Phylogenetic, network and molecular-clock analyses identified six major clades that probably diverged during the late Miocene. The rate of diversification appears to have slowed during the Pliocene. Most clades exhibit signals of recent demographic expansion. SDMs predicted that suitable habitat shifted south and to lower elevations during the LGM.

Main conclusions

Phylogeographical analyses suggest that the A. mojave group experienced a burst of diversification in the late Miocene, followed by population expansions during the Pleistocene. Six major clades with origins in the late Miocene cannot be adequately explained by the Mojave Assembly Model. We propose the novel hypothesis that Miocene extensional tectonics caused populations to diverge in allopatry by producing low-elevation habitat barriers. Geological models, such as kinematic reconstructions, provide an ideal but underutilized framework for testing biogeographical hypotheses in these deserts and the wider Basin and Range Province.

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Random pictures from 2010 in Amarillo Texas:

T hawk 2 T hawk 1Peps


Blog title update:  Expanding  into news with general arachnids relevant to North America all in one place.  Mexico and the western states in the U.S. presents various transitions zones and micro habitats and is thus unique in arachnid taxa.

Hope you enjoy the site for educational and regional informations !


Chad Lee B.Sc. 1995.

Biology and Natural Resource Management.  Texas Certified Applicator



Tarantulas in the North American genus Aphonopelma are poorly known due to their challenging patterns of morphological variation and questionable taxonomy; few specimens can be confidently identified using existing keys or comparisons to original descriptions. In an effort to identify new strategies for resolving what has been characterized as a “taxonomic and nomenclatural nightmare”, we employed five different approaches for delimiting species in a group of closely related tarantulas from the Mojave Desert in the southwestern United States. These methods included the application of single techniques (morphology, DNA barcoding, shared genealogical exclusivity among independent loci, and generalized mixed Yule coalescent) and an integrative approach that incorporates genealogical and ecological information. Results demonstrate that the taxonomy of these spiders as presently defined underestimates actual species-level diversity and the group is in need of revision. The number of species delimited by each approach, however, was variable and we argue that it is this discordance that emphasizes the importance of incorporating multiple lines of evidence into an integrative taxonomic framework that can be used for constructing robust taxonomic hypotheses for Aphonopelma species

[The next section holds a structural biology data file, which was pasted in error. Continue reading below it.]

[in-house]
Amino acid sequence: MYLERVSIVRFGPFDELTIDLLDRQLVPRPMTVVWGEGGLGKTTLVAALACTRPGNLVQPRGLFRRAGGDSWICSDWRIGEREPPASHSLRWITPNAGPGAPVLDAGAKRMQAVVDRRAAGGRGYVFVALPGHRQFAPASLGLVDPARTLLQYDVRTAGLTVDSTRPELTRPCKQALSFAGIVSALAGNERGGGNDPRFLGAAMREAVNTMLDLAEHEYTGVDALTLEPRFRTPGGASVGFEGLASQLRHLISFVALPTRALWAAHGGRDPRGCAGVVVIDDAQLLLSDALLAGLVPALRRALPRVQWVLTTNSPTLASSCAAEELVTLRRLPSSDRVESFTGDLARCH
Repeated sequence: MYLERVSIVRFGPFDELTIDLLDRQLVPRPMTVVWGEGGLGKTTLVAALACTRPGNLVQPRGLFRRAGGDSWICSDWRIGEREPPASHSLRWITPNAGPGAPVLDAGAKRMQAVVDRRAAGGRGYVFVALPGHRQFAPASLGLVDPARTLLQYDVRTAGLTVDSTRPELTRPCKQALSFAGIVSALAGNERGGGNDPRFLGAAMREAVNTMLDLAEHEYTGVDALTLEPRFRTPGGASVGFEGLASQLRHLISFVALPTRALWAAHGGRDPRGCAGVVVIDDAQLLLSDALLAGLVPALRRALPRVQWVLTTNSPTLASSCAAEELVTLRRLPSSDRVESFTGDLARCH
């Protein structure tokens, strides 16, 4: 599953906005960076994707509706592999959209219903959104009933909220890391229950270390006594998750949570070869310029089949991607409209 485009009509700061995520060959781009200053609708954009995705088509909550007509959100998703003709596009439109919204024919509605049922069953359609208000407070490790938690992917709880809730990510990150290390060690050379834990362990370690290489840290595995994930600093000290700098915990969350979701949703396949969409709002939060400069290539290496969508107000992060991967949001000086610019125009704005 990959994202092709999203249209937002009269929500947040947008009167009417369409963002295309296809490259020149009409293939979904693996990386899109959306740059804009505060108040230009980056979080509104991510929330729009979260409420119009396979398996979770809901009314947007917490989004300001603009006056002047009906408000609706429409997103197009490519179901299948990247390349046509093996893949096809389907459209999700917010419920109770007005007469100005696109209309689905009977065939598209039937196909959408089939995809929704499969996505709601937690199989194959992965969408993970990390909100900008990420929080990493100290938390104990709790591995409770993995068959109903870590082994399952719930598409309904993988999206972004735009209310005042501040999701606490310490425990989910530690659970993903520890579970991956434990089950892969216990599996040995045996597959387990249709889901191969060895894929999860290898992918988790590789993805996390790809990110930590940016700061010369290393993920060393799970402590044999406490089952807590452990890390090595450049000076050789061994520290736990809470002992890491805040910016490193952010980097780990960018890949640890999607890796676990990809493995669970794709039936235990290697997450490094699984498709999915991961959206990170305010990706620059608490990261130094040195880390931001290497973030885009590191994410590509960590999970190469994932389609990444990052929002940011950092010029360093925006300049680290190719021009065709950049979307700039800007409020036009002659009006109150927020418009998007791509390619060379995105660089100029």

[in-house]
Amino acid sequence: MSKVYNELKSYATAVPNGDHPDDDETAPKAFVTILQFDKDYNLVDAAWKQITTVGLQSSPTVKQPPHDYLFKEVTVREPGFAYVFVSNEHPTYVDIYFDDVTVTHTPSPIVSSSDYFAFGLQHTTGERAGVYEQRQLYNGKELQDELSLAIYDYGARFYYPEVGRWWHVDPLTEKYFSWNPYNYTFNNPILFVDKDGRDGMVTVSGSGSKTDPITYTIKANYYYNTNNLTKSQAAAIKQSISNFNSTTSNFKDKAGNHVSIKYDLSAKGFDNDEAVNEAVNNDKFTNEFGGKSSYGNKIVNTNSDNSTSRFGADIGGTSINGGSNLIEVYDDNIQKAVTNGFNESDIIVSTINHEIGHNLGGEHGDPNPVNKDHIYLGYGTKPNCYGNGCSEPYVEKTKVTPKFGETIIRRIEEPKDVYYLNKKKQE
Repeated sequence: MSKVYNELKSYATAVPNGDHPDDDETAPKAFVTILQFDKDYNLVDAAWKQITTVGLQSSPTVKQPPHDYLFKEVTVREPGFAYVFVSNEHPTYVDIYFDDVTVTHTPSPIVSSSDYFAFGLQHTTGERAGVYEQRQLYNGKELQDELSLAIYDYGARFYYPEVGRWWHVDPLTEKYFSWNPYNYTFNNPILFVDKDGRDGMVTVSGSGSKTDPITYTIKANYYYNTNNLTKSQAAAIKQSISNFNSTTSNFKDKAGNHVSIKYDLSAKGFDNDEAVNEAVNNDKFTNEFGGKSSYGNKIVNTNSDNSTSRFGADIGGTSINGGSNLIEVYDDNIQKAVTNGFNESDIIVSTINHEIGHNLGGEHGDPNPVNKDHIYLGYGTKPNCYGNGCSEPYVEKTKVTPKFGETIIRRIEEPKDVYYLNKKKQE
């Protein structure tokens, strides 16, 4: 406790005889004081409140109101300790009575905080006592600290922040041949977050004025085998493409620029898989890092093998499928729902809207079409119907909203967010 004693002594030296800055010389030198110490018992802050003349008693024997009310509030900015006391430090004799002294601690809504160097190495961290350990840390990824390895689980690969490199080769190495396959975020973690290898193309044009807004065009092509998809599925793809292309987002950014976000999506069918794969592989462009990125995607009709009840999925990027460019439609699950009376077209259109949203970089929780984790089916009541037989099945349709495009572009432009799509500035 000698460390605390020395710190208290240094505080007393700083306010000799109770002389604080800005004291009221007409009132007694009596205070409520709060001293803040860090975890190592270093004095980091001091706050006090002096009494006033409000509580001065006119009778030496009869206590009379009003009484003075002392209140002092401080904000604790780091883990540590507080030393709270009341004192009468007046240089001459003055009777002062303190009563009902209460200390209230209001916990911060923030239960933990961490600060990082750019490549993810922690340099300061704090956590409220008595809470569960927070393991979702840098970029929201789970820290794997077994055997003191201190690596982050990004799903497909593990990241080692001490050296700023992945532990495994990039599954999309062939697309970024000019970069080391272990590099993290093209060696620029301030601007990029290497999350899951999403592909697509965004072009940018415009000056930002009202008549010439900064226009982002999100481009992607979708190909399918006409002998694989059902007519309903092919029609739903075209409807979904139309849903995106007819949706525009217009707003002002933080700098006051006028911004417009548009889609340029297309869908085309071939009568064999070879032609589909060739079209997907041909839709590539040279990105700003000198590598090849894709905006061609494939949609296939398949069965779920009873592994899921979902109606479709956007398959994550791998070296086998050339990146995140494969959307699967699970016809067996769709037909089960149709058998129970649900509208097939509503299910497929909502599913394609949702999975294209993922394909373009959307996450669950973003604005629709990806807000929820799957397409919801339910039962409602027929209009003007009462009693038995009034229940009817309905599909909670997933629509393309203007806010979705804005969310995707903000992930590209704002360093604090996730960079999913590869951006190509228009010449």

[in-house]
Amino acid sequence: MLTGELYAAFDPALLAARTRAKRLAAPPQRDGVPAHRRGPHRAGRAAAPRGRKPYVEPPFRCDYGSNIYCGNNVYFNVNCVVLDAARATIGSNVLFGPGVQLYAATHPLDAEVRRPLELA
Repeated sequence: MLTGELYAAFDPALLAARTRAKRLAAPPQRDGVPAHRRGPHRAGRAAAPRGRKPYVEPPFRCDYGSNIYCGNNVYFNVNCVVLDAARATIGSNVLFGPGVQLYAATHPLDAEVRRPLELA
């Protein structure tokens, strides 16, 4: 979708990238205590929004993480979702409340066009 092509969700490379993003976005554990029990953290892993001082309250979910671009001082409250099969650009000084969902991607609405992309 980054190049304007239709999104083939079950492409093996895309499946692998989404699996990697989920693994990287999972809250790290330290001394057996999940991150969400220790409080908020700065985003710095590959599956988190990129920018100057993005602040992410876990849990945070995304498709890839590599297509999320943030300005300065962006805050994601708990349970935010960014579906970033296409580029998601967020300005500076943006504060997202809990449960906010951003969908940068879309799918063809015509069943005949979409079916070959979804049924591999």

Citation: Hamilton CA, Formanowicz DR, Bond JE (2011) Species Delimitation and Phylogeography of Aphonopelma hentzi (Araneae, Mygalomorphae, Theraphosidae): Cryptic Diversity in North American Tarantulas.

The primary objective of this study is to reconstruct the phylogeny of the hentzispecies group and sister species in the North American tarantula genus,Aphonopelma, using a set of mitochondrial DNA markers that include the animal “barcoding gene”. An mtDNA genealogy is used to consider questions regarding species boundary delimitation and to evaluate timing of divergence to infer historical biogeographic events that played a role in shaping the present-day diversity and distribution. We aimed to identify potential refugial locations, directionality of range expansion, and test whether A. hentzi post-glacial expansion fit a predicted time frame.